If a local People’s Procuratorate at any level believes that there has been a definite error in a judgment or order of first instance made by a People’s Court, it shall present a protest to the People’s Court at the next higher level.
If the victim or his legal representative refuses to accept a judgment of first instance made by a local People’s Court at any level, he shall, within five days from the date of receiving the written judgment, have the right to request the People’s Procuratorate to present a protest.
The People’s Procuratorate shall, within five days from the date of receiving the request made by the victim or his legal representative, decide whether to present the protest or not, and give a reply.
The defendant, the private prosecutor (citizen prosecutor in certain small criminal matters not pressed by the state) or their legal representatives are qualified Appellants.
If the defendants or the private prosecutors are juveniles or mentally disabled, so that they can’t participate in the procedure normally, their legal representatives shall be entitled to decide whether to appeal on their own discretions. Defense counsel or near relatives of the defendant may, with the consent of the defendant, file an appeal.
Time Limit for Appeals
The time limit for an appeal or a protest against a judgment shall be 10 days and the time limit for an appeal or a protest against an order shall be five days; the time limit shall be counted from the day after the written judgment or order is received.
The Scope and Methods of Appeal Procedure
A People’s Court of second instance shall conduct a complete review of the facts determined and the application of law in the judgment of first instance and shall not be limited by the scope of appeal or protest.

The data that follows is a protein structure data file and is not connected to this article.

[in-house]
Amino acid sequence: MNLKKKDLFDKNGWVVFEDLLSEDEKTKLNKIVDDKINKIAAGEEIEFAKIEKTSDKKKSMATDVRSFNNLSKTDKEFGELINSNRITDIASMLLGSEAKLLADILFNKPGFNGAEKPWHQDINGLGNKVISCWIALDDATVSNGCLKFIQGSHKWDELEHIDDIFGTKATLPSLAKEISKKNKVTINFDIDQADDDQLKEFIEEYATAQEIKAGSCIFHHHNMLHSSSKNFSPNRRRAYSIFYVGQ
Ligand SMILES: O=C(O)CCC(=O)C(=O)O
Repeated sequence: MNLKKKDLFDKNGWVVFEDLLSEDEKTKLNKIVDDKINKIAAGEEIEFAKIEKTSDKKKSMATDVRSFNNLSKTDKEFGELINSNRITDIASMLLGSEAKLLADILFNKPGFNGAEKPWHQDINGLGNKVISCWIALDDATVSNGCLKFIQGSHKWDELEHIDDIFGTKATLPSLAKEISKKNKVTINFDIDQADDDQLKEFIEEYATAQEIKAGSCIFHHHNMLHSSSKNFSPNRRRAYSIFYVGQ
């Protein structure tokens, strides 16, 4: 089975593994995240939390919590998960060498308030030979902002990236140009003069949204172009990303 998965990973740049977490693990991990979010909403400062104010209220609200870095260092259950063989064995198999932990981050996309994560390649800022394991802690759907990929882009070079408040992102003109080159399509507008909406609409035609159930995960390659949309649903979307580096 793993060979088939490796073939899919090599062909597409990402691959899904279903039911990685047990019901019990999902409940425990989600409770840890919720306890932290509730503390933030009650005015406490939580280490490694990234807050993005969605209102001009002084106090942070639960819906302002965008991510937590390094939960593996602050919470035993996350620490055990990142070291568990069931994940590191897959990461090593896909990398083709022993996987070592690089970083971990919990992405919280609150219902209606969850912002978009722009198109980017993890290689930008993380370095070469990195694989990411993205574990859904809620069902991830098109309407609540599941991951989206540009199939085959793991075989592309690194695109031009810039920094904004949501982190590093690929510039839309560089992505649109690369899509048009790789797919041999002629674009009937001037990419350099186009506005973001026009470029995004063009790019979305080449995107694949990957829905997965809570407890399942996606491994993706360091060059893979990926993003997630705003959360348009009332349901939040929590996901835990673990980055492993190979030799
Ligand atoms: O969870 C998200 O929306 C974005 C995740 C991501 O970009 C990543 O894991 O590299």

A People’s Court of second instance shall form a collegial panel and open a court session to hear a case of appeal. However, if after consulting the case file, interrogating the defendant and heeding the opinions of the other parties, defense counsel and agents ad litem, the collegial panel thinks the criminal facts are clear, it may decide not to open a court session.
However, a People’s Court of second instance must open a court session and form a collegial panel under the following circumstances:
- Cases protested by a People’s Procuratorate; or
- The defendant, private prosecutor or their legal representatives file objections to the facts and evidences admitted by the first instance court which might affect the sentence of the criminal; or
- Cases in which the criminals might be sentenced to death.
In the trial of a case appealed by a defendant, the People’s Court of second instance may not increase the criminal sentence on the defendant. If appealed by the prosecutor, an increase in the sentence is possible.